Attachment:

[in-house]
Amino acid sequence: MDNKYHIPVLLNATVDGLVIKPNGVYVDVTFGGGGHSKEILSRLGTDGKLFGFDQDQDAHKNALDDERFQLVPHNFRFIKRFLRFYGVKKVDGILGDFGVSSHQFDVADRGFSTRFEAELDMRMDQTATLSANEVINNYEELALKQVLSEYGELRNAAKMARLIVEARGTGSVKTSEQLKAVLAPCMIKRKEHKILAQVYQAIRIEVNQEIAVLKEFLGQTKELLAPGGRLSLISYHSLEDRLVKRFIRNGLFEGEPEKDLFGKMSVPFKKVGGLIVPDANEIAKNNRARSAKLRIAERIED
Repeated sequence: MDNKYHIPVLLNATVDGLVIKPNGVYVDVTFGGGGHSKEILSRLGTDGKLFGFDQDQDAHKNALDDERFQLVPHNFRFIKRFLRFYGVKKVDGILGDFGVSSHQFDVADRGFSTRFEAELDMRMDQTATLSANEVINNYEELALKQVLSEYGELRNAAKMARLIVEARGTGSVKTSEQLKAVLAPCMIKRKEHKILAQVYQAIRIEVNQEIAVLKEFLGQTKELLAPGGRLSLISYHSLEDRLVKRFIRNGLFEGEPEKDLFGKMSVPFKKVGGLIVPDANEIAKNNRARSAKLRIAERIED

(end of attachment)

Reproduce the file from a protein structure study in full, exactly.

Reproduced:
[in-house]
Amino acid sequence: MDNKYHIPVLLNATVDGLVIKPNGVYVDVTFGGGGHSKEILSRLGTDGKLFGFDQDQDAHKNALDDERFQLVPHNFRFIKRFLRFYGVKKVDGILGDFGVSSHQFDVADRGFSTRFEAELDMRMDQTATLSANEVINNYEELALKQVLSEYGELRNAAKMARLIVEARGTGSVKTSEQLKAVLAPCMIKRKEHKILAQVYQAIRIEVNQEIAVLKEFLGQTKELLAPGGRLSLISYHSLEDRLVKRFIRNGLFEGEPEKDLFGKMSVPFKKVGGLIVPDANEIAKNNRARSAKLRIAERIED
Repeated sequence: MDNKYHIPVLLNATVDGLVIKPNGVYVDVTFGGGGHSKEILSRLGTDGKLFGFDQDQDAHKNALDDERFQLVPHNFRFIKRFLRFYGVKKVDGILGDFGVSSHQFDVADRGFSTRFEAELDMRMDQTATLSANEVINNYEELALKQVLSEYGELRNAAKMARLIVEARGTGSVKTSEQLKAVLAPCMIKRKEHKILAQVYQAIRIEVNQEIAVLKEFLGQTKELLAPGGRLSLISYHSLEDRLVKRFIRNGLFEGEPEKDLFGKMSVPFKKVGGLIVPDANEIAKNNRARSAKLRIAERIED